Once upon a time, Duane Underwood Jr. was considered one of the top pitching prospects in the Cubs organization. He had an electric fastball, one of the best in the organization, promising secondary pitches, and appeared to be ticketed for a future as a front of the rotation starter after the Cubs tabbed him in the second round of the 2012 draft.
Then injuries happened. And then, as the injuries kept up every year, the stuff and results didn’t quite keep up pace with the projectability, and he started falling down the prospect rankings. He fell to 24 in the mid-season Top 40, is holding at 15th in the latest Baseball America rankings, and sits at 16 for MLB Pipeline. He used to be a frequent Top 10 guy, even in a loaded Cubs system.
Yesterday, the Cubs sent Underwood out from big league camp. He will start for the big league team on Friday, though.
At just 22 and already in Double A, Underwood still has plenty of time to recover from his recent prospect swoon, and move back up the charts.
Staying healthy and on the mound would certainly be a big help, and a move to the bullpen where he can pitch more off his fastball could benefit him as well. Even so, it is getting easier to imagine a future in which Underwood falls off the prospect rankings entirely. In some of the early runs of models that will result in the 2017 Top 40, that has already happened. There is a chance that Underwood will not be on my rankings this spring.
Looking at his results, it isn’t hard to see why. Underwood has pitched 50 or more innings at four stops, and in all of them he finished with a FIP over 4.00.
2013: Short Season A: 54.1 IP: 4.77 FIP
2014: Low A: 100.2 IP: 4.42 FIP
2015: High A: 73.1 IP: 4.16 FIP
2016: Double A: 58.2 IP: 5.09 FIP
For his career, he has a HR/9 of 0.8, including a 0.9 in Double A last season. His strikeout totals have been strong, but his career BB/9 is uncomfortably high at 3.7. In 2016 that figure was 4.3.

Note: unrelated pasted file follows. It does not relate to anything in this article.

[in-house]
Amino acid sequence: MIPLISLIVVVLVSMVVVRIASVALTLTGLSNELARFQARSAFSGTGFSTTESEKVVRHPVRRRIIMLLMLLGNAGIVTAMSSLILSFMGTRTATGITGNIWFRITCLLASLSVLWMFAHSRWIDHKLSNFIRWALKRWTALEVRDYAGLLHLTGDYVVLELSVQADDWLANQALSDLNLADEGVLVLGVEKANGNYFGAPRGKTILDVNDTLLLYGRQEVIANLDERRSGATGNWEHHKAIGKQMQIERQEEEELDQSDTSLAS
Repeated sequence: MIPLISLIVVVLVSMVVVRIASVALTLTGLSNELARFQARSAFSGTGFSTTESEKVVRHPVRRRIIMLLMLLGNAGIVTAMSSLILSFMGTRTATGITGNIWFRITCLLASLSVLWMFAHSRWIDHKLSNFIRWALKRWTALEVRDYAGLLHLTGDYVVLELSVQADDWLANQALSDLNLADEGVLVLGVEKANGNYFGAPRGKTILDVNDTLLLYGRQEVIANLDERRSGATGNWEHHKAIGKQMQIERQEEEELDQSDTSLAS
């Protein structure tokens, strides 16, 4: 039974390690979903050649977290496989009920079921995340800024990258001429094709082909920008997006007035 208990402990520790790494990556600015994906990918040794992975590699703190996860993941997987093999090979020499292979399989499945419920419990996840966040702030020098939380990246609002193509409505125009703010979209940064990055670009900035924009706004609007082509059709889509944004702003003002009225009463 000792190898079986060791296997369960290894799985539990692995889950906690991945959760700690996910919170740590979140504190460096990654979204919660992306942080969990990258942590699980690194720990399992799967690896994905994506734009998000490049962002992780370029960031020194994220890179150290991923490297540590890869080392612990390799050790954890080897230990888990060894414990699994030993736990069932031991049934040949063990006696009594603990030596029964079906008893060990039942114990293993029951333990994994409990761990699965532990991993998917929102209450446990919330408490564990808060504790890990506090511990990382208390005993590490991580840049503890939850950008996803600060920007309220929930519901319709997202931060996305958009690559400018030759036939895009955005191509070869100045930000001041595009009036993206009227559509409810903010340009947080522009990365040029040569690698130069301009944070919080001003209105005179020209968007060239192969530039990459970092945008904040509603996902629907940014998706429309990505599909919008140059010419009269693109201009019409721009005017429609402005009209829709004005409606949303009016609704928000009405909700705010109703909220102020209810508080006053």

While it is true that Underwood has a good fastball, that doesn’t necessarily help when batters are able to sit on it. And since his control is inconsistent, particularly with his secondary pitches (which leads to the high walk rate), he eventually has to go to his fastball to get outs. Hitters can look for it, pounce on it, and regularly send it for a long ride. It comes as no surprise that hitters had a BABIP of .317 against him in Double A. That’s what comes of giving up regular, hard contact.
A move to the bullpen could help. The fastball would likely tick up in velocity a bit, and that should result in more strikeouts. One-pitch relievers are hard to find, though, so at least one of his secondary pitches will have to become consistent enough that he can use it to set up his fastball. And that secondary pitch will need to be a weapon against lefties as well; his WHIP against left-handed hitting last year was 1.82. At age 22, he still has plenty of time to develop that additional pitch.
But even if he does, a reliever with a good fastball, inconsistent command, and a high home run rate is unlikely to turn into a future setup man or closer. Based on what we have seen so far, Underwood is likely ticketed for a career in middle relief at best.
So, on the one hand, we have a 22-year-old who has a potentially plus fastball and who is already in Double A. That’s the viewpoint that leads to his rankings in the middle teens.
And on the other hand, we have a pitcher with a history of arm problems who gives up too many walks, too many home runs, and who at best looks like a middle reliever in the making. That’s the viewpoint that could have him falling off prospect rankings altogether.
Ignoring lackluster results and ranking primarily on future potential is easier for players in the lower minors. By the time a guy hits Double A, though, it gets tougher to rank high without some sort of numerical support to back it up. Then again, it is also tough to knock a guy who was just added to the 40-man roster. The Cubs, after all, know their prospects pretty well.
And all of that is why, for now, I have Underwood down as a prospect on the fringe of the Top 40. He could shed that fringe status in a hurry this season if he improves his overall command enough that hitters are no longer able to wait on the fastball. Add a little more command, find a weapon to use against left handers, and Underwood could drop his seasonal FIP from the high 4.00 range to something under 3.00 in hurry. His injury history could keep him ticketed for the bullpen in the long-term, but fewer walks and homers against him could set him up for a back of the bullpen future. None of those improvements are impossible.
But until we see signs of such improvement, he will remain, for me at least, a high-ceiling and intriguing pitching prospect with a lot of red flags lurking on the edges of Cubs’ prospectdom.